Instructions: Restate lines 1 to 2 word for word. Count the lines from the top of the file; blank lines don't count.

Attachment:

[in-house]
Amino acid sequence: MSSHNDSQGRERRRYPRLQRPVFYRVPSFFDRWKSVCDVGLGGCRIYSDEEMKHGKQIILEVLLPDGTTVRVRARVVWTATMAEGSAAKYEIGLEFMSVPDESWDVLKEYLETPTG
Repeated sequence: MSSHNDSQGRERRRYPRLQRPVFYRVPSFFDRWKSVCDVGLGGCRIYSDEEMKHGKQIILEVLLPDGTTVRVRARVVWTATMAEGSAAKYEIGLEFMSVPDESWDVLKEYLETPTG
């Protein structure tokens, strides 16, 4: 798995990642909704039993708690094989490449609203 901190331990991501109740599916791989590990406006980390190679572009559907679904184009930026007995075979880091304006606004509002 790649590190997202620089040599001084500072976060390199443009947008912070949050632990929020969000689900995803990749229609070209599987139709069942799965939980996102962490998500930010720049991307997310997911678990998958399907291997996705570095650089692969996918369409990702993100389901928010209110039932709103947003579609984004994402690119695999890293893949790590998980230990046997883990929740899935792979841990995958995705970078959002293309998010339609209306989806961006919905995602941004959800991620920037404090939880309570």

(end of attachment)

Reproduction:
[in-house]
Amino acid sequence: MSSHNDSQGRERRRYPRLQRPVFYRVPSFFDRWKSVCDVGLGGCRIYSDEEMKHGKQIILEVLLPDGTTVRVRARVVWTATMAEGSAAKYEIGLEFMSVPDESWDVLKEYLETPTG